My Fashion Life: Debra Hepburn on Young British Designers in Drapers

My Fashion Life: Debra Hepburn on Young British Designers in Drapers

Debra Hepburn speaks to Drapers about the hunt for new talent and the importance of gut instinct.

RBH MD and Queen Bee, Debra Hepburn can be found in this month’s Drapers talking about the ecommerce platform Young British Designers, her role as a mentor, the pursuit of new talent and her proudest discoveries.

Read the interview below or find the full article here, before heading over to the website to view the incredible British designers and current collections:

How did you get into a career in fashion?
From the age of 12, I always thought I’d be a fashion designer, but quickly discovered I was dire at the practical side! After university, a career in marketing followed – I ultimately started my own advertising agency working with many fashion and retail brands.

What inspired you to set up Young British Designers?

I was fascinated with online fashion and could see the move towards people seeking out the new and unique – brands where the makers and creators were very much at the heart. I also couldn’t believe no-one was actually focusing on the incredible design talent we have here in the UK. It is, without doubt, the best in the world.

How do you go about finding new designers?

We visit graduate shows, Graduate Fashion Week, London and Paris fashion weeks, and so on. But more than this, we now have a reputation for finding the very best new talent, so every day we receive 10 to 15 approaches by emerging designers. We also go out looking at markets, on social media and at friends’ recommendations because some designers don’t actually know how great they are.

Who was the last new designer that you added to the site?

Mairi McDonald. We have been chatting with Mairi for a few years now since meeting at [London Fashion Week showcase] Fashion Scout. Her new “Off Duty” collection is a 1960s-inspired delight of rock ‘n’ roll dark romance.

What are some of the challenges you face day to day?

Time. We are a small team and we try to mentor and guide wherever our designers and future designers need it. Brexit, for example, is causing designers no end of trauma. This is as well as all of the usual retail and ecommerce challenges. It’s exhausting, but incredibly rewarding, too.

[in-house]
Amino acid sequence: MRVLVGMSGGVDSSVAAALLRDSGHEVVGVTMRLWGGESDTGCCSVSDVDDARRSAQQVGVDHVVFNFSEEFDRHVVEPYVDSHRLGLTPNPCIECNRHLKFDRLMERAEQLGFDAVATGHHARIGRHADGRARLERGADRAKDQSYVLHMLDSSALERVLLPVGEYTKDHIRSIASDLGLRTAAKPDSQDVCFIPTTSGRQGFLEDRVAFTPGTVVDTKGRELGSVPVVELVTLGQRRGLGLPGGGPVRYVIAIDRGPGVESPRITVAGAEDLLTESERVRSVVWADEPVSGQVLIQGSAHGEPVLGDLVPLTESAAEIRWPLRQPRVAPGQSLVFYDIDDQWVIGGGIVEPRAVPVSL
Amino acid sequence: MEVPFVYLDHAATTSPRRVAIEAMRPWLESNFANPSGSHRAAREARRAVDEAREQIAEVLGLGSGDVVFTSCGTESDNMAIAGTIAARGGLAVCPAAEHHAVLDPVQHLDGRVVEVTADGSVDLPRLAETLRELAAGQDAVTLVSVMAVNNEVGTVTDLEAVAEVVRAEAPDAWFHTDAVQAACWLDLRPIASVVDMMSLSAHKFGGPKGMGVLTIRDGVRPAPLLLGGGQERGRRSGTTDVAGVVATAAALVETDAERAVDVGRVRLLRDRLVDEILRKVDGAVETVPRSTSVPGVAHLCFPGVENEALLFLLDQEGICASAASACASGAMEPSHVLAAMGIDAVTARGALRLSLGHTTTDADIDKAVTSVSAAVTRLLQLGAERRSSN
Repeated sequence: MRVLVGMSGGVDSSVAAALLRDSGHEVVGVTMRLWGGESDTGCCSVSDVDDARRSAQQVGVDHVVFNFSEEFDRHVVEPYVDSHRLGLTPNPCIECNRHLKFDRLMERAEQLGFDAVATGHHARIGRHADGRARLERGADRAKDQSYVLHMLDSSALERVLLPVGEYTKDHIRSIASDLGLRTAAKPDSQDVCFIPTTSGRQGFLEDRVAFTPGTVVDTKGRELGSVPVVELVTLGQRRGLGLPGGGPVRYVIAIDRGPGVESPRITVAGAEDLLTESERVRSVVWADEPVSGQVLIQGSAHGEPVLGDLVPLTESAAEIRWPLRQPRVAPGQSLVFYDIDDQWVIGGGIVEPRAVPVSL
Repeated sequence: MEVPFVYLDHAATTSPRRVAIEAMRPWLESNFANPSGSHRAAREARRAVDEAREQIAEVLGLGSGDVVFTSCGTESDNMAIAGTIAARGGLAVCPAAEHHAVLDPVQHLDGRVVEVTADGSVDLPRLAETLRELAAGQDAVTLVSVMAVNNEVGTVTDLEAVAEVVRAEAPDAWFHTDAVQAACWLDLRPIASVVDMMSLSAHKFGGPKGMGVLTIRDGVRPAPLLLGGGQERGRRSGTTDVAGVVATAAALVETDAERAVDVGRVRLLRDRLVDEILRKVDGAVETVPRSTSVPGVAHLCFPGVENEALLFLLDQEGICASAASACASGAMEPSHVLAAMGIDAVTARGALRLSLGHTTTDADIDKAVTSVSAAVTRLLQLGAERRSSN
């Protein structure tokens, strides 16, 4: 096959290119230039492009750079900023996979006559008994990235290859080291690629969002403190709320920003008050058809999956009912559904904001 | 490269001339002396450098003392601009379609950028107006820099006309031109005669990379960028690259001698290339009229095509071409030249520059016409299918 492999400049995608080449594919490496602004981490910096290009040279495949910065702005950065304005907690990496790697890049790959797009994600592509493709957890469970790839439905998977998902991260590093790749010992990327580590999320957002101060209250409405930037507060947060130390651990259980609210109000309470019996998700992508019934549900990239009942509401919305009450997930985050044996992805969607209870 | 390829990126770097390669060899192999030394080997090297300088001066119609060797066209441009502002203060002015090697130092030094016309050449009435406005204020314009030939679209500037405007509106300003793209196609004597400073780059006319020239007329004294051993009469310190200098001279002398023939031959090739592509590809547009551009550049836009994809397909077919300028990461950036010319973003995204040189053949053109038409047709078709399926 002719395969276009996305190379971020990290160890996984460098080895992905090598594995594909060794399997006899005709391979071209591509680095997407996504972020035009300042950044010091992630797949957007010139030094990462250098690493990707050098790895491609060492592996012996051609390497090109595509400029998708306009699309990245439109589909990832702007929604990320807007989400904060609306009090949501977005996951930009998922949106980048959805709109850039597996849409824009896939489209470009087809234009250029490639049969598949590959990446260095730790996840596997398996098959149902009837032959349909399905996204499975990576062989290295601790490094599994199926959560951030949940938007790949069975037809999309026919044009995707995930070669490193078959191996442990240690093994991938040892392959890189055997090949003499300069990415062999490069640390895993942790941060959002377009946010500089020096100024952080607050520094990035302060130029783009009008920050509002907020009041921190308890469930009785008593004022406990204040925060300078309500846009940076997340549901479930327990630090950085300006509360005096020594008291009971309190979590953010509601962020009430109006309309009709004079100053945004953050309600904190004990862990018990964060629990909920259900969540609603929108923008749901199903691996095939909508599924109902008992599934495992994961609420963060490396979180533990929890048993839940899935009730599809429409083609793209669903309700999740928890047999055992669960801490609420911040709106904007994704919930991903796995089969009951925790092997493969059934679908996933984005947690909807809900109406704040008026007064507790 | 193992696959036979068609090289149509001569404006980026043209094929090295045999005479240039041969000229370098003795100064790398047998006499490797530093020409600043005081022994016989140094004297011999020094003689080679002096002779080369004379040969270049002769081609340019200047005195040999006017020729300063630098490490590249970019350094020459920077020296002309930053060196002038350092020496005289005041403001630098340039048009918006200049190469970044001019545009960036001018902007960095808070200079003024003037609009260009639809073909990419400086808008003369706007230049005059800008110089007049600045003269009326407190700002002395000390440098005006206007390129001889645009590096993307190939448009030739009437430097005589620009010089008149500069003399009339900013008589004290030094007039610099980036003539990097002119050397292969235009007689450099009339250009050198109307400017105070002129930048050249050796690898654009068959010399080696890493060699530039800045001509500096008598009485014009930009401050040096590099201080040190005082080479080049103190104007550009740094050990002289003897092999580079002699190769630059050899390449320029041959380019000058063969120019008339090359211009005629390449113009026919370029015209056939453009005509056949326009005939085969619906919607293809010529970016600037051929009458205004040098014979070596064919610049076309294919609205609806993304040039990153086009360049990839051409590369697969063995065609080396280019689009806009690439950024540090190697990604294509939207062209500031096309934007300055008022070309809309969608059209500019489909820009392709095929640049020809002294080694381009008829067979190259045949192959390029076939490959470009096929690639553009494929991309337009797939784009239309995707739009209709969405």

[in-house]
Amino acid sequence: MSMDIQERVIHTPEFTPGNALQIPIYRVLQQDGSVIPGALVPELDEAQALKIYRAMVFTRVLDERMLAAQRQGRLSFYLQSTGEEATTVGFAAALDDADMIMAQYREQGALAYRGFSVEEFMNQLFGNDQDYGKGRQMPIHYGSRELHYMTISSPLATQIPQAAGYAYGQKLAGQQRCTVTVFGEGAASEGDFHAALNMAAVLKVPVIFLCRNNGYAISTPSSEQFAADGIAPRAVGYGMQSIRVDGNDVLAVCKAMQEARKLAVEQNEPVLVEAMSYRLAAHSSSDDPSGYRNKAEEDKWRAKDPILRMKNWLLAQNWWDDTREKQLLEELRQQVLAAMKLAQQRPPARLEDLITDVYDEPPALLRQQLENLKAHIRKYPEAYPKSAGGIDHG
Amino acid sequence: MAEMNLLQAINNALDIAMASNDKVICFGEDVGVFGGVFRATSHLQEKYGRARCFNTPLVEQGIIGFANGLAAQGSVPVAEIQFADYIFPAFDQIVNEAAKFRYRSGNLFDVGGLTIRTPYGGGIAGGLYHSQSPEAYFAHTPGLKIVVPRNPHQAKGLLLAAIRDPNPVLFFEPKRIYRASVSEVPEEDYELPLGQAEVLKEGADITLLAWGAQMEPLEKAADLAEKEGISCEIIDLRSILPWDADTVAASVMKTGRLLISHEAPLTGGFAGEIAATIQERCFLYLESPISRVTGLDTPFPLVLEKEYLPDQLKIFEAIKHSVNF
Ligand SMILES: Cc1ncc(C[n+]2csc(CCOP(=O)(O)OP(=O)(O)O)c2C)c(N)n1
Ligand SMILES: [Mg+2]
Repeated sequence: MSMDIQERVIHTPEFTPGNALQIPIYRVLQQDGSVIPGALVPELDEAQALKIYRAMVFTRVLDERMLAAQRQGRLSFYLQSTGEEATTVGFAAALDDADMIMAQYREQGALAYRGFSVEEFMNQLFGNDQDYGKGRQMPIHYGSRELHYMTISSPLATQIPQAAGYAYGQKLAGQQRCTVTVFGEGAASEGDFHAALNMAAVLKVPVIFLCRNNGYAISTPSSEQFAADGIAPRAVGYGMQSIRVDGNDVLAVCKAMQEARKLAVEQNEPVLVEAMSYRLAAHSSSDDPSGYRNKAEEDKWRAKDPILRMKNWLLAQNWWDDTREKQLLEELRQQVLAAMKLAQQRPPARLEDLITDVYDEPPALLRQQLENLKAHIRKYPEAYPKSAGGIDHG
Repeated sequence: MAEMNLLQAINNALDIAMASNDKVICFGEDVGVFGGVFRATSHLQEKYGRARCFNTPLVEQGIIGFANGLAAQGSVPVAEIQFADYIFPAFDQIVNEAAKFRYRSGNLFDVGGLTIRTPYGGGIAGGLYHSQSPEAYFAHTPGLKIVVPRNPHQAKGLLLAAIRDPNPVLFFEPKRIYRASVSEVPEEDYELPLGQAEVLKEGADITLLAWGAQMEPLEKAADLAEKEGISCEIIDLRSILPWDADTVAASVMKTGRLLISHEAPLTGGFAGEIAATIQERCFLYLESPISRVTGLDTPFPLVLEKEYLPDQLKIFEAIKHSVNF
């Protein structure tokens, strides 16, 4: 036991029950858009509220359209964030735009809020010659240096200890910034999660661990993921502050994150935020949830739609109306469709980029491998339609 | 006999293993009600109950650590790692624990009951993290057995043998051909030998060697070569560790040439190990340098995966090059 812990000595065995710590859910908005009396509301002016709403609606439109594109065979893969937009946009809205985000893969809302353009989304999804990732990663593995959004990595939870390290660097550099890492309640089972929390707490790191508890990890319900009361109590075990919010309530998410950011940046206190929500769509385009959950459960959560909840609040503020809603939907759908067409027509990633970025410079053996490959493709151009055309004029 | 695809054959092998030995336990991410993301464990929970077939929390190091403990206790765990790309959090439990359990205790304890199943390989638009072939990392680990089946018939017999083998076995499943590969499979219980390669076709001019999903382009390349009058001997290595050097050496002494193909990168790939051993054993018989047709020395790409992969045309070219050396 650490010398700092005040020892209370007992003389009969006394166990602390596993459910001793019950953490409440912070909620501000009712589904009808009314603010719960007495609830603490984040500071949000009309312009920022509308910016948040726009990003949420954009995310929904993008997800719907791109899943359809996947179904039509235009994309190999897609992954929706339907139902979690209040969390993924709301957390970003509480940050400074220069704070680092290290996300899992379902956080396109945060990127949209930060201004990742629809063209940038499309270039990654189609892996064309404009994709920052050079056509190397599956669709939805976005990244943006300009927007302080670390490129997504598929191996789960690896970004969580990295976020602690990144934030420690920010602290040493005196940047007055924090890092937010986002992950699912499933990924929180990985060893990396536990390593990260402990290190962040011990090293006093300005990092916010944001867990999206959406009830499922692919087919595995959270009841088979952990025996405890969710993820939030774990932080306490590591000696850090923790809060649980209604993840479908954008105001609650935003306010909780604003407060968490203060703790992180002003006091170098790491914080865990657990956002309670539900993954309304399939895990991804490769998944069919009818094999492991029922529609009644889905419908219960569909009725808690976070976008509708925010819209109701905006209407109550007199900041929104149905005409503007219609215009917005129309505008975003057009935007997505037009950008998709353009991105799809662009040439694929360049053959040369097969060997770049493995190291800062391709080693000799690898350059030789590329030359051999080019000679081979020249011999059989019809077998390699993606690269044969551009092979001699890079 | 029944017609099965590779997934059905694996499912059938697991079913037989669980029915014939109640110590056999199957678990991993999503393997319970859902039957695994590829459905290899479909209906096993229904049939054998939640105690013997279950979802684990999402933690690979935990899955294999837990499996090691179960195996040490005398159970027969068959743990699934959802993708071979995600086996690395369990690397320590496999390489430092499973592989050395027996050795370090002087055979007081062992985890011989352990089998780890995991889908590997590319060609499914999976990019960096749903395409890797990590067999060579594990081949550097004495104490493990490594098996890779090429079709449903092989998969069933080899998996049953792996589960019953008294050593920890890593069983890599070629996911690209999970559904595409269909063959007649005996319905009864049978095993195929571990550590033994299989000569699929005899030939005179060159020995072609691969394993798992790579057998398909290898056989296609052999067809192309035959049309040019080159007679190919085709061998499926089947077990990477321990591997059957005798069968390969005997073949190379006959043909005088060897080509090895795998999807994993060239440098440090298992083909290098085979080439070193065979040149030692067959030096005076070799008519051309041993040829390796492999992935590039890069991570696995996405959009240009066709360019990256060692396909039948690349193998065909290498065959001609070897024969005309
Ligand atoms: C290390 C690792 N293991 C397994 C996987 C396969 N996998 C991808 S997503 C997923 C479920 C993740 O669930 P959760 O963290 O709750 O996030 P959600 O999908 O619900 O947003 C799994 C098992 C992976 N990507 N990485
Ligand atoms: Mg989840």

What’s been the highlight to date?

To know that we have showcased, loved, promoted and supported some brilliant brands, behind which are people we are now proud to call friends: Eudon Choi, Charlie May, Lily Kamper, Rejina Pyo, Renli Su, Teija Eilola, Dear Frances, Simeon Farrar, Felicity Brown, Joe Richards, Kelly Love, Kate Sheridan, and so many more. We’ve launched 250 designers since 2010.

Who do you admire most in the fashion industry and why?

The All Woman Project [@allwomanproject on Instagram]. They rejoice in truly showing how each and every one of us – girls and women of all ages, shapes and colours – is beautifully imperfect, and that it’s more than okay to celebrate that and get on with living as good and happy a life as you are able.

What’s the best business advice that you’ve ever been given?

If you’re not 100% sure in your gut, heart and brain, don’t do it.
How do you keep yourself motivated day to day?
Our designers do it for me. I can be falling asleep over my laptop and the latest collection from Charlie May or a brand-new designer I didn’t even know existed will pop onto my screen and light me up with the thrill of the new and unexpected.

What advice would you give to young designers?

Take advice, but stay true to yourself. Too much advice can dilute your creativity to a safe trickle instead of the torrent you began with.


Favourite clothing brand
Aries, Klements, Simeon Farrar, Teija
Favourite places to shop
Apart from YBD? Anywhere I find the unique. New designer pop-ups, Vestiaire Collective for pieces I longed for over the years, but didn’t buy.
Last fashion purchase
A boho handmade lace dress by Ziiga to take to Ibiza later this summer
Last holiday
I’m working on YBD right now sitting by the sea in St Ives. Does that count?
Last book you read
Academy Street by Mary Costello
Last film you watched
Hunt for the Wilderpeople
First job?
Working in an off licence, serving sticky sherry from a barrel to ladies called Ida and Mavis
Dream job?
Writing. By the sea
What would we find you doing at the weekend?
Family. Food. Music. Coffee. Garden. Gin

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